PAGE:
Mental health conditions

This resource offers tips, strategies and advice if you are studying with a mental health condition.

It is designed for students who have a condition such as:

  • anxiety-related disorders
  • eating disorders
  • personality disorders
  • psychoses
  • mood-related disorders
  • sleep-related disorders
  • substance-related conditions.

Strategies for successful study

Tertiary study is challenging and it is important to undertake a realistic study load. If you need ongoing support, you should consider discussing your needs with Student Equity and Disability Support, as we may be able to provide services to assist with your studies. You can maximise your chances of success by using the various services available to you and developing a range of study strategies.

Mental health conditions and medications can impact on study and you may find it useful to explain this to lecturers or tutors. For example:

  • poor concentration and memory
  • difficulty maintaining motivation
  • difficulty meeting deadlines
  • anxiety about exams and assessments
  • lower attendance
  • episodes of difficulties with communication and relating to others
  • difficulties structuring and writing essays
  • difficulties problem solving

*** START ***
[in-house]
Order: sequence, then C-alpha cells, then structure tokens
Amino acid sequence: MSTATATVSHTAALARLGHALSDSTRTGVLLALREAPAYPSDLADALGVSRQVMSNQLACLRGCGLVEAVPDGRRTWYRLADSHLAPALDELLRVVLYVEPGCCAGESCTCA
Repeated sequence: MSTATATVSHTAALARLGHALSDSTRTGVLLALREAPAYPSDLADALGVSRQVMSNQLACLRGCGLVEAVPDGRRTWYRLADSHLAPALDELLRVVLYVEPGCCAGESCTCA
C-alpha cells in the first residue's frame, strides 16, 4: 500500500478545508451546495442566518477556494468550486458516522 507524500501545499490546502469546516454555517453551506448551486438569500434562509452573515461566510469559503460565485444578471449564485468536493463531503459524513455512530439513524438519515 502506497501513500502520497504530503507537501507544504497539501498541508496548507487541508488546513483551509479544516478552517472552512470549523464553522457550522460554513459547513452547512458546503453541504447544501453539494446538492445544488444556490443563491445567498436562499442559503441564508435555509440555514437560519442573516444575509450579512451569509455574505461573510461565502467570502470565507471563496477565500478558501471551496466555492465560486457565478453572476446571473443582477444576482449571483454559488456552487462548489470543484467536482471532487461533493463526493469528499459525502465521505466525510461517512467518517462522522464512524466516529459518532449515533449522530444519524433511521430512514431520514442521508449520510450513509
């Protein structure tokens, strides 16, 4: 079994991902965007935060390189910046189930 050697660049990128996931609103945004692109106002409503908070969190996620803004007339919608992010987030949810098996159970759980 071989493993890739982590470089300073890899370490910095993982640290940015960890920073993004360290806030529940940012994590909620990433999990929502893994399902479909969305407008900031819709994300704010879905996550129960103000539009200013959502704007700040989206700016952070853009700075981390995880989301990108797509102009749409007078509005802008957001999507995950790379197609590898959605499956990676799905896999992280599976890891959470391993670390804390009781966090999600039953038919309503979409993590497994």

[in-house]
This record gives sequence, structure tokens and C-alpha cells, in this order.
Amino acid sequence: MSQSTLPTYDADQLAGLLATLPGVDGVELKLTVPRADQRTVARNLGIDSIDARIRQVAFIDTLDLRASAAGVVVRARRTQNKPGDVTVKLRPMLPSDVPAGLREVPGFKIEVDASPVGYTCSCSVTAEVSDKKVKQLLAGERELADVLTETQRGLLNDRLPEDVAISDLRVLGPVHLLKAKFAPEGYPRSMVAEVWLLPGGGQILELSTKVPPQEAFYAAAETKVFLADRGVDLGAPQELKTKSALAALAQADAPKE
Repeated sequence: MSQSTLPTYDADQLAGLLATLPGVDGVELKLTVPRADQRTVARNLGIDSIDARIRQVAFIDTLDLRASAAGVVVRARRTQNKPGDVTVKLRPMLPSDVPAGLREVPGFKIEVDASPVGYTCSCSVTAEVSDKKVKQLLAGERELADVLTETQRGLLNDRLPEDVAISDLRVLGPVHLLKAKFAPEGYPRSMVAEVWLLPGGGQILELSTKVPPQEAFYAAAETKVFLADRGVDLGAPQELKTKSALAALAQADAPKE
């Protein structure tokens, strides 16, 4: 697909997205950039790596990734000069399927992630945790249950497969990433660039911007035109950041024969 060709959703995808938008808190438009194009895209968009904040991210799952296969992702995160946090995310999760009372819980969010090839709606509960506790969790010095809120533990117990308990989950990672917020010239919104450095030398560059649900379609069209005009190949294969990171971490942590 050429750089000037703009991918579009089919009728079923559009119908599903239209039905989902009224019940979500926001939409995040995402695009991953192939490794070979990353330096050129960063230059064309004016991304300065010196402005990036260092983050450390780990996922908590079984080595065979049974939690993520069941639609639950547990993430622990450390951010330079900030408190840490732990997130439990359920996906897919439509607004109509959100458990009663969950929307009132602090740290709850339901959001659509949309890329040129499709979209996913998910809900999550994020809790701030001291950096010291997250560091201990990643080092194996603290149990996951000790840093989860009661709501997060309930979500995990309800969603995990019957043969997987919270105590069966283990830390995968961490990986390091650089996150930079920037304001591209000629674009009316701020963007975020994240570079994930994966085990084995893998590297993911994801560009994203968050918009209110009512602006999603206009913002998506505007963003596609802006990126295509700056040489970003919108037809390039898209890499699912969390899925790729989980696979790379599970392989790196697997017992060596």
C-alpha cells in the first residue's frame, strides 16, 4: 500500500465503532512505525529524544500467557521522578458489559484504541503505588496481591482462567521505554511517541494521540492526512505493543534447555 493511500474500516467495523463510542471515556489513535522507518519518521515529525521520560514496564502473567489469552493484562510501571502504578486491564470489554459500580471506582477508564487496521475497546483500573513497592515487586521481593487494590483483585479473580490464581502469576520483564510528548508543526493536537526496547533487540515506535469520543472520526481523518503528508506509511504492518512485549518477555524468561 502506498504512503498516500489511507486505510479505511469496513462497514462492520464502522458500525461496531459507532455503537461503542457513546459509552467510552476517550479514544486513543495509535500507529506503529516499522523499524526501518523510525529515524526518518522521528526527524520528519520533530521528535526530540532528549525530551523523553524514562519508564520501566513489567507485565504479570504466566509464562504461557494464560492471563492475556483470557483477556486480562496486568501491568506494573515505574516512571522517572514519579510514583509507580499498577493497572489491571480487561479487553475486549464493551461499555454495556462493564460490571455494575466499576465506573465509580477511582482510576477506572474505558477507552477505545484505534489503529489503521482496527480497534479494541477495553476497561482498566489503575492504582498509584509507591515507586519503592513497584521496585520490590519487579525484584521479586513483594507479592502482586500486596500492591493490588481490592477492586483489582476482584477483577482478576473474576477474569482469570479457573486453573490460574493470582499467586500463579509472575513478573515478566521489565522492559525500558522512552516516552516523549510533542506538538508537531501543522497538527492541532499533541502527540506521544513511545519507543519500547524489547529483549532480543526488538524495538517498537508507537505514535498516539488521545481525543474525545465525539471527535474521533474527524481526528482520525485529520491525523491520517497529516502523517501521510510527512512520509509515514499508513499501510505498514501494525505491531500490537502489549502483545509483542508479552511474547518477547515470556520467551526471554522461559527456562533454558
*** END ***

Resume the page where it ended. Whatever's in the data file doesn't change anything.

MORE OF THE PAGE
• poor organisation skills
  • difficulties managing stress.

Preparing for study

There are a number of options you can consider to help you prepare for study.

  • Talk to other students who have completed or are studying courses of interest.
  • Consider studying by stages, for example tertiary bridging or TAFE certificate courses which lead to a university degree.
  • Consider on-line subject delivery modes and assessment methods.
  • Contact a Student Equity Adviser before the course begins to discuss special arrangements including alternative format requirements.
  • Organise a quiet, interruption-free study zone.
  • Explore the available adaptive technology in the library or through Student Equity and Disability Support. Investigate funding for equipment.
  • Investigate software such as Endnote to simplify tasks like referencing, or Dragon and other voice recognition software for fatigue associated with writing.
  • Create a timetable to map out assessment tasks (commencement and due dates), exam dates and include any personal and medical requirements.
  • Establish routines and develop filing systems to manage your study needs.
  • Start assessment tasks early to have some contingency for periods of absence.
  • Plan for study using SMART goals: Specific, Measurable, Assignable, Realistic, Time frame.
  • Make arrangements for any alternative assessments through a Student Equity Adviser at least five weeks before exams.
  • Be aware of the side-effects of any medications and look at ways to overcome them.
  • If you need time off from your studies to manage your health, you must inform the University to maintain your place in the course. Check timelines for refunds or deferral (which may be negotiable) or request ‘Leave of Absence’ until able to confirm arrangements.
  • Maintain a life balance: the capacity to study is enhanced by self-care.